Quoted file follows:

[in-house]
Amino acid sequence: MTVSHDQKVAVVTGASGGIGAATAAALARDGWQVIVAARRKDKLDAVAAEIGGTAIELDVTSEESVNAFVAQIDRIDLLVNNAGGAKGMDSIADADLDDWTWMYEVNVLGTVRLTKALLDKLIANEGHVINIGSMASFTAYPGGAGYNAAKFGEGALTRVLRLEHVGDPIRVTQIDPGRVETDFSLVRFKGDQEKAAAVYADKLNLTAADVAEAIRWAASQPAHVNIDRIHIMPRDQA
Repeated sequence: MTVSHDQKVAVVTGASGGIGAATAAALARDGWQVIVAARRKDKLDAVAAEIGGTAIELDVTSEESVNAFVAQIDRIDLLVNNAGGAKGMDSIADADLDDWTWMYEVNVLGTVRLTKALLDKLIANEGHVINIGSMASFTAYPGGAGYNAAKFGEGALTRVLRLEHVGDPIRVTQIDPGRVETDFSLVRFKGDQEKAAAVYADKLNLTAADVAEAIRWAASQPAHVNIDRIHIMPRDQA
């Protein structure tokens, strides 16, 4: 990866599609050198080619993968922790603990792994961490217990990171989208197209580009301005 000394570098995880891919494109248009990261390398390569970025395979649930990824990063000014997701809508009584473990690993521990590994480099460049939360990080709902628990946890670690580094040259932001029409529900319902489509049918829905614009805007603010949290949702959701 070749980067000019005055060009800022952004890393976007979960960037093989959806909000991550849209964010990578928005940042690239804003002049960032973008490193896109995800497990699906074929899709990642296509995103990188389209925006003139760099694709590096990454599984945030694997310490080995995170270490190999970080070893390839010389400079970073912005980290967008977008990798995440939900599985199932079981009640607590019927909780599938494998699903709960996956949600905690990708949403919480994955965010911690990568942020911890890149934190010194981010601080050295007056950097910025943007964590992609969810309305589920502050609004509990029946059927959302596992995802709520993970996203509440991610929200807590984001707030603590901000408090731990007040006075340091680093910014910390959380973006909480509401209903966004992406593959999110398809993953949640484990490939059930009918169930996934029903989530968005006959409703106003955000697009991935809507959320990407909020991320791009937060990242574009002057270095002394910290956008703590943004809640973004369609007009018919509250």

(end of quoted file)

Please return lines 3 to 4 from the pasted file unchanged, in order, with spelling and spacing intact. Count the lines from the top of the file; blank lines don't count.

Repeated sequence: MTVSHDQKVAVVTGASGGIGAATAAALARDGWQVIVAARRKDKLDAVAAEIGGTAIELDVTSEESVNAFVAQIDRIDLLVNNAGGAKGMDSIADADLDDWTWMYEVNVLGTVRLTKALLDKLIANEGHVINIGSMASFTAYPGGAGYNAAKFGEGALTRVLRLEHVGDPIRVTQIDPGRVETDFSLVRFKGDQEKAAAVYADKLNLTAADVAEAIRWAASQPAHVNIDRIHIMPRDQA
């Protein structure tokens, strides 16, 4: 990866599609050198080619993968922790603990792994961490217990990171989208197209580009301005 000394570098995880891919494109248009990261390398390569970025395979649930990824990063000014997701809508009584473990690993521990590994480099460049939360990080709902628990946890670690580094040259932001029409529900319902489509049918829905614009805007603010949290949702959701 070749980067000019005055060009800022952004890393976007979960960037093989959806909000991550849209964010990578928005940042690239804003002049960032973008490193896109995800497990699906074929899709990642296509995103990188389209925006003139760099694709590096990454599984945030694997310490080995995170270490190999970080070893390839010389400079970073912005980290967008977008990798995440939900599985199932079981009640607590019927909780599938494998699903709960996956949600905690990708949403919480994955965010911690990568942020911890890149934190010194981010601080050295007056950097910025943007964590992609969810309305589920502050609004509990029946059927959302596992995802709520993970996203509440991610929200807590984001707030603590901000408090731990007040006075340091680093910014910390959380973006909480509401209903966004992406593959999110398809993953949640484990490939059930009918169930996934029903989530968005006959409703106003955000697009991935809507959320990407909020991320791009937060990242574009002057270095002394910290956008703590943004809640973004369609007009018919509250």